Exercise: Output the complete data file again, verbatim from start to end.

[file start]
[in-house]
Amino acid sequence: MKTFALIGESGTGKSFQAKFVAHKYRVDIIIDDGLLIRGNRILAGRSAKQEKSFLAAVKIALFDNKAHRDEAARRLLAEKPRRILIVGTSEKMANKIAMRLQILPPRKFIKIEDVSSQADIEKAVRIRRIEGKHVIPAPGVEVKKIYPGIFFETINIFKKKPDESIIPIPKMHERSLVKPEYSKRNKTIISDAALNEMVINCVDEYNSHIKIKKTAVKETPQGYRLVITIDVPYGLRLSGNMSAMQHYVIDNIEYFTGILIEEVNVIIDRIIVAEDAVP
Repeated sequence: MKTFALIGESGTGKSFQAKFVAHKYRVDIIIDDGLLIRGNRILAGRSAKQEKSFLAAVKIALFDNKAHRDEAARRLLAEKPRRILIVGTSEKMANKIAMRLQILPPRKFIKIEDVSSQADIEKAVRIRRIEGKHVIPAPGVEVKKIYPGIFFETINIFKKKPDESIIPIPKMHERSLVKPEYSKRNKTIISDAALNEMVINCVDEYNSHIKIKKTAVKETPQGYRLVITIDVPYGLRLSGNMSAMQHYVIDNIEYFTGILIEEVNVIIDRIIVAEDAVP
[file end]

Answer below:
[in-house]
Amino acid sequence: MKTFALIGESGTGKSFQAKFVAHKYRVDIIIDDGLLIRGNRILAGRSAKQEKSFLAAVKIALFDNKAHRDEAARRLLAEKPRRILIVGTSEKMANKIAMRLQILPPRKFIKIEDVSSQADIEKAVRIRRIEGKHVIPAPGVEVKKIYPGIFFETINIFKKKPDESIIPIPKMHERSLVKPEYSKRNKTIISDAALNEMVINCVDEYNSHIKIKKTAVKETPQGYRLVITIDVPYGLRLSGNMSAMQHYVIDNIEYFTGILIEEVNVIIDRIIVAEDAVP
Repeated sequence: MKTFALIGESGTGKSFQAKFVAHKYRVDIIIDDGLLIRGNRILAGRSAKQEKSFLAAVKIALFDNKAHRDEAARRLLAEKPRRILIVGTSEKMANKIAMRLQILPPRKFIKIEDVSSQADIEKAVRIRRIEGKHVIPAPGVEVKKIYPGIFFETINIFKKKPDESIIPIPKMHERSLVKPEYSKRNKTIISDAALNEMVINCVDEYNSHIKIKKTAVKETPQGYRLVITIDVPYGLRLSGNMSAMQHYVIDNIEYFTGILIEEVNVIIDRIIVAEDAVP